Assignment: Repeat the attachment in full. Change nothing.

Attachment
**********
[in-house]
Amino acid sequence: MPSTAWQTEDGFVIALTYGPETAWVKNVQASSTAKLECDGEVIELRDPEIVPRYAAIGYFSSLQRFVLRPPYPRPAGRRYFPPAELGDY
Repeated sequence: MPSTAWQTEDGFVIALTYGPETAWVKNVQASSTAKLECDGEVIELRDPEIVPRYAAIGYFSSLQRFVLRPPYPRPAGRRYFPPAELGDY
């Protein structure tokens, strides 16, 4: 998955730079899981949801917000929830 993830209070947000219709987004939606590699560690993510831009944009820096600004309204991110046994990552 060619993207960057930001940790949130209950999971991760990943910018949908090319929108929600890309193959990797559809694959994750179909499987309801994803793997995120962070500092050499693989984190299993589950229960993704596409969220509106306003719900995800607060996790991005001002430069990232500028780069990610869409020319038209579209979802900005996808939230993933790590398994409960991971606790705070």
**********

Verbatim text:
[in-house]
Amino acid sequence: MPSTAWQTEDGFVIALTYGPETAWVKNVQASSTAKLECDGEVIELRDPEIVPRYAAIGYFSSLQRFVLRPPYPRPAGRRYFPPAELGDY
Repeated sequence: MPSTAWQTEDGFVIALTYGPETAWVKNVQASSTAKLECDGEVIELRDPEIVPRYAAIGYFSSLQRFVLRPPYPRPAGRRYFPPAELGDY
């Protein structure tokens, strides 16, 4: 998955730079899981949801917000929830 993830209070947000219709987004939606590699560690993510831009944009820096600004309204991110046994990552 060619993207960057930001940790949130209950999971991760990943910018949908090319929108929600890309193959990797559809694959994750179909499987309801994803793997995120962070500092050499693989984190299993589950229960993704596409969220509106306003719900995800607060996790991005001002430069990232500028780069990610869409020319038209579209979802900005996808939230993933790590398994409960991971606790705070």